5 Inspiring 3D-Printed Structures Across The Globe
From a dream technology to now a reality, 3D printing has come a long way. A technology, which started small, now has the potential of constructing a building that can not only be cost-effective but also withstand varied weather conditions.
Some of the developers are now experimenting with the technology, while some have gone a step ahead to build some of the first few 3D-printed structures.
In this technology, the products that are to be 3D-printed and once the design is finalised it is constructed using a 3D printing machine and the required material.
MakaanIQ lists five 3D-printed structures across the globe that are revolutionising the construction sector:
Dubai's 3D-printed office
The world's first 3D-printed office was recently unveiled in Dubai. The project is strategically located between the twin Emirates Towers and the Dubai International Financial Center. A cost-effective structure, the building has a tree-shaded outdoor garden deck and LED lights that automatically adjust to the brightness outside.
The project was constructed using a 20-feet tall printer by Chinese company WinSun Global. The printer squirted cement and other building material to produce 17 building modules in China which were then transported to Dubai and assembled on site in two days. It took three months to assemble the interiors and landscape of the project.
China's 3D printed houses
This was one of the first housing projects constructed using 3D-printing technology. The construction company, WinSun Global, built a five-storey building and a two-storey villa using this technology. Built at Suzhou Industrial Park, the apartment structure is spread across an area of 11,840 sq ft. The modules were again constructed using the 20-feet tall printer at the WinSun facility. 3D printing, according to the developers, saved construction waste by 30-60 per cent; production time by 50-70 per cent; and labour costs by 50-80 per cent.
Another Chinese company, ZhuoDa Group, 3D printed a two-storey villa in just three hours. The project was developed in July 2015 and was showcased at the International Exhibition Center Plaza in Weihai. Nearly 90 per cent of the project was designed and manufactured in a facility and then assembled on-site. The modules included all essentials — the wiring, the plumbing, the furniture and the decoration. The construction material used was water and fireproof and could withstand an earthquake of a magnitude of nine on the Richter scale.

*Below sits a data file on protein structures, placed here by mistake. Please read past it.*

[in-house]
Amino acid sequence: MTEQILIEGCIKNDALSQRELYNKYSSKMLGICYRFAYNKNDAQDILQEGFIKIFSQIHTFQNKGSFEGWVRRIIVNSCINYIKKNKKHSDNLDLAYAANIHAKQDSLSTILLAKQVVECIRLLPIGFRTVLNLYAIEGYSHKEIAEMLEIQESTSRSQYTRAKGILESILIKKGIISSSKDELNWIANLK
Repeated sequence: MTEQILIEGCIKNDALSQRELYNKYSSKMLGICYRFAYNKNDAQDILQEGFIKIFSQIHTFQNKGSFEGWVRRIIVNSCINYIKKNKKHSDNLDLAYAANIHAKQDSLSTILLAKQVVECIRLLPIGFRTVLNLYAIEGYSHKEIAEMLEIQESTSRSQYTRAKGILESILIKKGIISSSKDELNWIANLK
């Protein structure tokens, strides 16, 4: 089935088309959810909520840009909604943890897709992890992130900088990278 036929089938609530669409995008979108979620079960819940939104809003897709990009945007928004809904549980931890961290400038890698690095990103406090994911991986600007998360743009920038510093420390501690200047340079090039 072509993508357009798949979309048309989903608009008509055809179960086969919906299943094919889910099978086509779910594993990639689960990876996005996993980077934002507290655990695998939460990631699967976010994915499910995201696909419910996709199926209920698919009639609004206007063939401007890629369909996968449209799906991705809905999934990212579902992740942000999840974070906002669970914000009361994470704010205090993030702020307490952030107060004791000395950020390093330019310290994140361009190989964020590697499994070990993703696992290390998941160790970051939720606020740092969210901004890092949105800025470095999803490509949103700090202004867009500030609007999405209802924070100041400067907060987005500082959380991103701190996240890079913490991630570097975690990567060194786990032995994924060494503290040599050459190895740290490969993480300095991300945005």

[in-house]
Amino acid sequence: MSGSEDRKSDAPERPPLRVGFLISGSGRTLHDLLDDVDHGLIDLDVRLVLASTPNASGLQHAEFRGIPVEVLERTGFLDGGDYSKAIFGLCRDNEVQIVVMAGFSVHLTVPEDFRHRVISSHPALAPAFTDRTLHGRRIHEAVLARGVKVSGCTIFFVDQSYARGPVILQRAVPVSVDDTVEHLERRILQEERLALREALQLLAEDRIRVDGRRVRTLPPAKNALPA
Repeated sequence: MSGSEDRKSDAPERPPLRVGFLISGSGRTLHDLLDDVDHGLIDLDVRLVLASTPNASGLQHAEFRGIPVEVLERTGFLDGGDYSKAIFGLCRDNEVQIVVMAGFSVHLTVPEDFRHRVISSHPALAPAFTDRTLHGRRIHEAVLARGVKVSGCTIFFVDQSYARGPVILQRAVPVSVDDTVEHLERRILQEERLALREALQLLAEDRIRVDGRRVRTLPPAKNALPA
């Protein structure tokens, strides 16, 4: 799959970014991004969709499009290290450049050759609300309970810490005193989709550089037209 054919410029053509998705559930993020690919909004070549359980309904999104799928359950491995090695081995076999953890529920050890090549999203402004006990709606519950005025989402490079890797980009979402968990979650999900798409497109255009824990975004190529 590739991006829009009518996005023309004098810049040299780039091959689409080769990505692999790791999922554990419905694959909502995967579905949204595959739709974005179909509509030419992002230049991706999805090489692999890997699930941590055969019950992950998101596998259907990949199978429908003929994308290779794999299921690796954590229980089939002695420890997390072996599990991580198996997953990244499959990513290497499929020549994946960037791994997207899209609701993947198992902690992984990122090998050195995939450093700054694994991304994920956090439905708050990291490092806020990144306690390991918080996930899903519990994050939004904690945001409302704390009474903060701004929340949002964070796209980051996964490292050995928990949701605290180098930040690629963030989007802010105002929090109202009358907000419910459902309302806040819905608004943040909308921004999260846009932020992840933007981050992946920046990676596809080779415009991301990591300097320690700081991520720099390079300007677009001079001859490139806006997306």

Amsterdam's 3D-printed façade
In January this year, Heijmans and DUS Architects came together to design and develop a 3D-printed façade of the Europe Building in Amsterdam. This white façade, made to celebrate the start of the Netherland's six-month Presidency of the European Union, has curves and corners of that of a yatch's sails. To add to the beauty of this, coloured and programmed lights were used. It was further beautified using blue textured 3D-printed benches.
The structure is spread across 700 sqm and made of layers of bio-plastic put together using Fused Deposition Modeling (FDM) technology.
Amsterdam's under-construction 3D-printed bridge
Touted as the world's first 3D-printed bridge, the structure will be constructed over the Oudezijds Achterburgwal canal by MX3D. This steel bridge will be constructed using two multi-axis robotic arms, customised for the project. The project was conceptualised by the Joris Laarman Studio along with Institute for Advanced Architecture of Catalonia's (IAAC) Petr Novikov and Saša Jokić. The construction of this bridge uses technology named Autodesk that let's the two robotic arms to weld metal or print resin, in mid-air, without support structures or size constraints.
California's 3D-printed cement structure
Constructed at the UC Berkeley, California, the cement structure is touted as the first and largest powder-based 3D-printed construction. The project named Bloom, which was designed by a team led by university's associate professor for architecture Ronald Rael, is nine-feet high. The structure comprises 840 customised blocks which were printed using iron oxide-free Portland cement polymer formulation. The formulation was developed by professor Rael.
The modules for this structure were created using 11 3D printers. Once the modules were put together, the final product was a decorative pattern with floral motifs. This project will travel across the world to be showcased as a first of its kind 3D-printed cement structure.